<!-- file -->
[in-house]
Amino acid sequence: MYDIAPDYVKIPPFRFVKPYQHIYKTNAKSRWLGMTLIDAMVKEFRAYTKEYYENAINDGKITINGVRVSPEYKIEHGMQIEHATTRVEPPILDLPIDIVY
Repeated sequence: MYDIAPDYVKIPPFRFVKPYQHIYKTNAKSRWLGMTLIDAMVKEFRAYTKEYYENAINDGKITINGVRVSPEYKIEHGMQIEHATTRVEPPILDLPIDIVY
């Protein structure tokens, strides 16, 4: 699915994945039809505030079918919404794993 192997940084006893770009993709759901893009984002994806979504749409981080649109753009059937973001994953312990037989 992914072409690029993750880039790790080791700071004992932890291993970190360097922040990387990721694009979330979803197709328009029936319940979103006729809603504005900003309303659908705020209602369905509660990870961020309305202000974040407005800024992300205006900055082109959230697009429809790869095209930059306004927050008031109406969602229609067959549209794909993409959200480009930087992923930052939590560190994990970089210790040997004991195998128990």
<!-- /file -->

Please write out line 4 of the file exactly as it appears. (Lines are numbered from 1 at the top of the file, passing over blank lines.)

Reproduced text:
């Protein structure tokens, strides 16, 4: 699915994945039809505030079918919404794993 192997940084006893770009993709759901893009984002994806979504749409981080649109753009059937973001994953312990037989 992914072409690029993750880039790790080791700071004992932890291993970190360097922040990387990721694009979330979803197709328009029936319940979103006729809603504005900003309303659908705020209602369905509660990870961020309305202000974040407005800024992300205006900055082109959230697009429809790869095209930059306004927050008031109406969602229609067959549209794909993409959200480009930087992923930052939590560190994990970089210790040997004991195998128990």